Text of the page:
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High Performance Instrumented Airborne Platform for Environmental Research

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High Performance Instrumented Airborne Platform for Environmental Research (HIAPER)  (University Corporation For Atmospheric Res)

Research Focus & Anticipated Benefits

A medium-altitude, long-duration jet has been a requirement of the science community since the 1980s. The National Science Foundation (NSF) funded development of the High-Performance Instrumented Airborne Platform for Environmental Research to meet those needs, and HIAPER has become the premier plane for scientific discovery. The modified Gulfstream V jet is capable of reaching an altitude of 51,000 feet, can cruise for 7,000 miles, and is equipped with advanced instrumentation for environmental research. NSF and the University Corporation for Atmospheric Research (UCAR) entered into a cooperative agreement to develop the aircraft. Its operations are managed by the National Center for Atmospheric Research (NCAR).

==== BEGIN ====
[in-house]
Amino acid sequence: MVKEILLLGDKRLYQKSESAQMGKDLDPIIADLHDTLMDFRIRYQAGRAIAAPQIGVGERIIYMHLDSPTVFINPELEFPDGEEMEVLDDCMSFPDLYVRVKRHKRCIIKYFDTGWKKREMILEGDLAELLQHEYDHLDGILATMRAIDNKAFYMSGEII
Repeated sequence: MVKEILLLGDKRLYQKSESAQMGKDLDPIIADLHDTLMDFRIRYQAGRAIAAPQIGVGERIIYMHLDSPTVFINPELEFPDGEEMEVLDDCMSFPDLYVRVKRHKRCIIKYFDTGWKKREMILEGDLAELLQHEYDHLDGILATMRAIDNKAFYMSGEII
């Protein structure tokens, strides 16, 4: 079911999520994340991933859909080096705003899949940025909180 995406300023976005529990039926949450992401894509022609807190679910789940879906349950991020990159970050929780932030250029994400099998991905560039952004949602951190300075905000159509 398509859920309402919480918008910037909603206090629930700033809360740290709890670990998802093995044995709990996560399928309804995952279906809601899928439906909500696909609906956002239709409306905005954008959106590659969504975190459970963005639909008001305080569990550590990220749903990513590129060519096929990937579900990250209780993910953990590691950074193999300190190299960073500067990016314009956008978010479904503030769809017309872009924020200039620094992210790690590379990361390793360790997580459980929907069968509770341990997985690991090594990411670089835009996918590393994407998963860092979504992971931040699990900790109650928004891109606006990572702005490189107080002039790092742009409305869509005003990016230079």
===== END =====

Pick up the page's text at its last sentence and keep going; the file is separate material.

HIAPER's initial science missions took place in 2006. Its first major scientific project was the Terrain-Induced Experiment (T-Rex), a project to learn more about rotors, the dangerous whirlwinds that develop on the lee side of high, steep mountains like California’s Sierra Nevada range. Scientists using HIAPER also launched a far-reaching field project known as the Pacific Dust Experiment (PACDEX) to study plumes of airborne dust and pollutants that originate in Asia and journey to North America. The plumes, among the largest such events on Earth, are so great in scope that scientists believe they might affect clouds and weather across thousands of miles while interacting with the Sun’s radiation and playing a role in global climate.

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  • HIAPER jet plane
High-Performance Instrumented Airborne Platform for Environmental Research (HIAPER) aircraft. HIAPER, a modified Gulfstream V jet, can fly at an altitude of 51,000 feet and has a range of 7,000 miles. The aircraft's range enables scientists to survey remote ocean regions in a single flight to learn more about the interactions between the oceans and the atmosphere.
University Corporation for Atmospheric Research
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